Malware reports

Malware Miscellany, September 2007

September brings a change of seasons – has the colder weather caused any familiar malicious programs to go into hibernation? Let’s find out by taking a look at this month’s malware miscellany:

  1. Greediest Trojan Targeting Banks: this title goes to a modification of Trojan-Spy.Win32.Small.dg, which manages to target the clients of 134 banks at once – quite an impressive feat!.
  2. Greediest Trojan Targeting Payment Systems: Trojan-Spy.Win32.Agent.baa is the winner this month, and it’s designed to harvest access data for three different e-payment systems.
  3. Greediest Trojan Targeting Plastic Cards: Once again the title goes to a Banbra variant – this month it’s Trojan-Spy.Win32.Banbra.df, which targets three payment card systems. And for the third month running, it’s a program with Brazilian roots that wins this category.
  4. Stealthiest Malicious Program: Trojan.Win32.Delf.or, which is packed ten times with a variety of different packers, takes September’s title.
  5. Smallest Malicious Program: This month brings us the tiny 19 byte Trojan.BAT.KillFiles.gc, but in spite of its small size, this program is able to delete plenty of data from the user’s computer.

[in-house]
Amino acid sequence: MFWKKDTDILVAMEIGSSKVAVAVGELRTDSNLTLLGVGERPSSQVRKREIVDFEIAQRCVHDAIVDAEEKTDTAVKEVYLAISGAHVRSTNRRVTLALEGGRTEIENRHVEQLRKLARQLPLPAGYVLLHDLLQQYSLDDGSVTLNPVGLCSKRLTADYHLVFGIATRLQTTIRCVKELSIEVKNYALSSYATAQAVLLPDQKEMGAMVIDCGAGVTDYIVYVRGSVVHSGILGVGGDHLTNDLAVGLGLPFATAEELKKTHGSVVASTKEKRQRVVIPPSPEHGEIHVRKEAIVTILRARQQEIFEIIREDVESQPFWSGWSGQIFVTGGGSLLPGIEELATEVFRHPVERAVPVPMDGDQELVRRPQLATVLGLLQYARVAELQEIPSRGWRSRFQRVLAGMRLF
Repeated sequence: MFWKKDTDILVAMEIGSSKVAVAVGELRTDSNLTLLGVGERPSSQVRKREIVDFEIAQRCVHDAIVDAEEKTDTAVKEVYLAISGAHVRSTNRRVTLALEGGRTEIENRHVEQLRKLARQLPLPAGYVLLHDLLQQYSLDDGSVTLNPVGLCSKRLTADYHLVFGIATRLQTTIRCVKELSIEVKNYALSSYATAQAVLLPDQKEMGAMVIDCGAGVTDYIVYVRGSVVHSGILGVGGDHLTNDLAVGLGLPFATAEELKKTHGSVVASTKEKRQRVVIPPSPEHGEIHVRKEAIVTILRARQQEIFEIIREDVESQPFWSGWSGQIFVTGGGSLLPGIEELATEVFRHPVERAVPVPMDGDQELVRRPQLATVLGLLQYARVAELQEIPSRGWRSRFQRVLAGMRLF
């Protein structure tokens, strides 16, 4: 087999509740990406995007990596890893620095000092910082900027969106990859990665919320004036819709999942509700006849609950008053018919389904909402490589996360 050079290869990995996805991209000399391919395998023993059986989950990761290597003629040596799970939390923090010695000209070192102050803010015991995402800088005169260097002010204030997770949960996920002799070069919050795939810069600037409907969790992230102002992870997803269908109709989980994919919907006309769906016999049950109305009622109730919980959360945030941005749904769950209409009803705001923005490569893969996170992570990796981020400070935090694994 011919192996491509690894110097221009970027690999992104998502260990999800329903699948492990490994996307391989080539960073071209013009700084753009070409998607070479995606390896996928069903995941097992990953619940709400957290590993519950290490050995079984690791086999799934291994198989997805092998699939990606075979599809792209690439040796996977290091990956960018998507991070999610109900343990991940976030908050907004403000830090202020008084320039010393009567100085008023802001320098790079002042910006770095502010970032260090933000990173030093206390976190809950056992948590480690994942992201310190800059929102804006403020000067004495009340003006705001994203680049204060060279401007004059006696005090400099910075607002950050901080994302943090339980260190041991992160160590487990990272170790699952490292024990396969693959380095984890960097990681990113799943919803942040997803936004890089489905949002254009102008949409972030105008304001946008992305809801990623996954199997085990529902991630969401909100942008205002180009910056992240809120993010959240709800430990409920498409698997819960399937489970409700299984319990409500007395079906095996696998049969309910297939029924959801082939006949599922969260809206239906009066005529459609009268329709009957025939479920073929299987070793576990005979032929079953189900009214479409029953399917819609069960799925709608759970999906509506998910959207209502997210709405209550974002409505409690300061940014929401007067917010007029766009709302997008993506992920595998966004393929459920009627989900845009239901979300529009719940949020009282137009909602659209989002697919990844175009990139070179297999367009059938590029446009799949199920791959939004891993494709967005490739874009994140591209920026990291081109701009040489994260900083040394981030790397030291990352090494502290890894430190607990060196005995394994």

6. Biggest Malicious Program: This title goes to a modification of, which weighs in at a hefty 234 MB – the authors of this Trojan don’t seemed to be at all concerned about efficient use of resources!
  7. Most Malicious Program: Autumn’s leader so far is Trojan-Downloader.Win32.Agent.bxx, which uses a variety of methods to disable security solutions, including terminating processes in memory and deleting the security programs themselves.
  8. Most Common Malicious Program in Email Traffic: Although Email-Worm.Win32.NetSky.q has been around for years, it still managed to account for 25.22% of all malicious email traffic in September – 4% higher than in August.
  9. Most Common Trojan Family: The winner in this category is Trojan-Downloader.Win32.Agent, with a ‘mere’ 663 modifications – nearly a hundred fewer than August’s winner.
  10. Most Common Virus/ Worm Family: This nomination goes to Zhelatin, back after two months off with 55 new modifications detected this month.

This month has seen some regulars either retaining their dominance, or returning after a break. The first snows here have had an effect on our physical surroundings – we’ll see next month if there’s been any impact on the malware landscape.

Malware Miscellany, September 2007

Your email address will not be published.



APT trends report Q1 2022

This is our latest summary of advanced persistent threat (APT) activity, focusing on events that we observed during Q1 2022.

Lazarus Trojanized DeFi app for delivering malware

We recently discovered a Trojanized DeFi application that was compiled in November 2021. This application contains a legitimate program called DeFi Wallet that saves and manages a cryptocurrency wallet, but also implants a full-featured backdoor.

MoonBounce: the dark side of UEFI firmware

At the end of 2021, we inspected UEFI firmware that was tampered with to embed a malicious code we dub MoonBounce. In this report we describe how the MoonBounce implant works and how it is connected to APT41.

Subscribe to our weekly e-mails

The hottest research right in your inbox